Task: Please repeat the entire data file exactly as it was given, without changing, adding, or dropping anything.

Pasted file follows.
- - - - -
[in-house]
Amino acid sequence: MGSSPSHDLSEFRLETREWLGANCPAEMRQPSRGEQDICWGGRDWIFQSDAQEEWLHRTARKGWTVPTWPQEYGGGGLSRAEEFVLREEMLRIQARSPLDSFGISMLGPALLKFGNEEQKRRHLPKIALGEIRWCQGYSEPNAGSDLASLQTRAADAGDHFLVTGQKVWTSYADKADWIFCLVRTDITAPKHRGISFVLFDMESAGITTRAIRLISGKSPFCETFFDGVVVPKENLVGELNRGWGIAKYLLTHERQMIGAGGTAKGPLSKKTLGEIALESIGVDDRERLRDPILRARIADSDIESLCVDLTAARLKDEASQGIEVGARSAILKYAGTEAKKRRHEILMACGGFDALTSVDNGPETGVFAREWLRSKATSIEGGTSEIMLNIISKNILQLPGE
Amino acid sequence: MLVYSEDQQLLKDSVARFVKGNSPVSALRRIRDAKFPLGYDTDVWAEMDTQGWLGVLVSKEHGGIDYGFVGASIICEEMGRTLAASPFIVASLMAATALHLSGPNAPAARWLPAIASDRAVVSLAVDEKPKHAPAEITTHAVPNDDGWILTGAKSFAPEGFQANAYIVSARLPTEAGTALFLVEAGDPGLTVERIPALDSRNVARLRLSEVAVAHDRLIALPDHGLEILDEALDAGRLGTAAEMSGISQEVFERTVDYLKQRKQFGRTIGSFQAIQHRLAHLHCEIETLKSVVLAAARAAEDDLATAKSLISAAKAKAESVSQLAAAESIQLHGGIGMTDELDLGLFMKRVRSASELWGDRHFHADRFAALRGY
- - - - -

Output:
[in-house]
Amino acid sequence: MGSSPSHDLSEFRLETREWLGANCPAEMRQPSRGEQDICWGGRDWIFQSDAQEEWLHRTARKGWTVPTWPQEYGGGGLSRAEEFVLREEMLRIQARSPLDSFGISMLGPALLKFGNEEQKRRHLPKIALGEIRWCQGYSEPNAGSDLASLQTRAADAGDHFLVTGQKVWTSYADKADWIFCLVRTDITAPKHRGISFVLFDMESAGITTRAIRLISGKSPFCETFFDGVVVPKENLVGELNRGWGIAKYLLTHERQMIGAGGTAKGPLSKKTLGEIALESIGVDDRERLRDPILRARIADSDIESLCVDLTAARLKDEASQGIEVGARSAILKYAGTEAKKRRHEILMACGGFDALTSVDNGPETGVFAREWLRSKATSIEGGTSEIMLNIISKNILQLPGE
Amino acid sequence: MLVYSEDQQLLKDSVARFVKGNSPVSALRRIRDAKFPLGYDTDVWAEMDTQGWLGVLVSKEHGGIDYGFVGASIICEEMGRTLAASPFIVASLMAATALHLSGPNAPAARWLPAIASDRAVVSLAVDEKPKHAPAEITTHAVPNDDGWILTGAKSFAPEGFQANAYIVSARLPTEAGTALFLVEAGDPGLTVERIPALDSRNVARLRLSEVAVAHDRLIALPDHGLEILDEALDAGRLGTAAEMSGISQEVFERTVDYLKQRKQFGRTIGSFQAIQHRLAHLHCEIETLKSVVLAAARAAEDDLATAKSLISAAKAKAESVSQLAAAESIQLHGGIGMTDELDLGLFMKRVRSASELWGDRHFHADRFAALRGY